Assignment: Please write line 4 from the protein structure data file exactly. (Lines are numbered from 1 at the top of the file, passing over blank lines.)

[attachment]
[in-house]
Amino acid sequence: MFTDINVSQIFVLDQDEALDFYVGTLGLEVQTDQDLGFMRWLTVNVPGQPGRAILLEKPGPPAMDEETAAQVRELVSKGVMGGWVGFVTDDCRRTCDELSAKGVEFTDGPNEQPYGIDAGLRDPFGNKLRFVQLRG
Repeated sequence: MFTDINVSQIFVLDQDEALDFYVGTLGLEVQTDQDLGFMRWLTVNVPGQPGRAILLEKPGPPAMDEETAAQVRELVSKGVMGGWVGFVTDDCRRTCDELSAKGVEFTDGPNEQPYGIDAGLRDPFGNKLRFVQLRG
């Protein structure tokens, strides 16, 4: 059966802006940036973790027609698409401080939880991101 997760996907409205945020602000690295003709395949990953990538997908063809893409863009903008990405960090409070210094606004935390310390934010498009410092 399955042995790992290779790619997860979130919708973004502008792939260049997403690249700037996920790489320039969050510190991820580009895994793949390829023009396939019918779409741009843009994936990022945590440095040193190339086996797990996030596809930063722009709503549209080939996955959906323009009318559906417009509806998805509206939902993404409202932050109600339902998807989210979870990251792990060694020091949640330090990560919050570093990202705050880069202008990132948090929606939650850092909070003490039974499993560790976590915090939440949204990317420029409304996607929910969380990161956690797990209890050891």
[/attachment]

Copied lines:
């Protein structure tokens, strides 16, 4: 059966802006940036973790027609698409401080939880991101 997760996907409205945020602000690295003709395949990953990538997908063809893409863009903008990405960090409070210094606004935390310390934010498009410092 399955042995790992290779790619997860979130919708973004502008792939260049997403690249700037996920790489320039969050510190991820580009895994793949390829023009396939019918779409741009843009994936990022945590440095040193190339086996797990996030596809930063722009709503549209080939996955959906323009009318559906417009509806998805509206939902993404409202932050109600339902998807989210979870990251792990060694020091949640330090990560919050570093990202705050880069202008990132948090929606939650850092909070003490039974499993560790976590915090939440949204990317420029409304996607929910969380990161956690797990209890050891």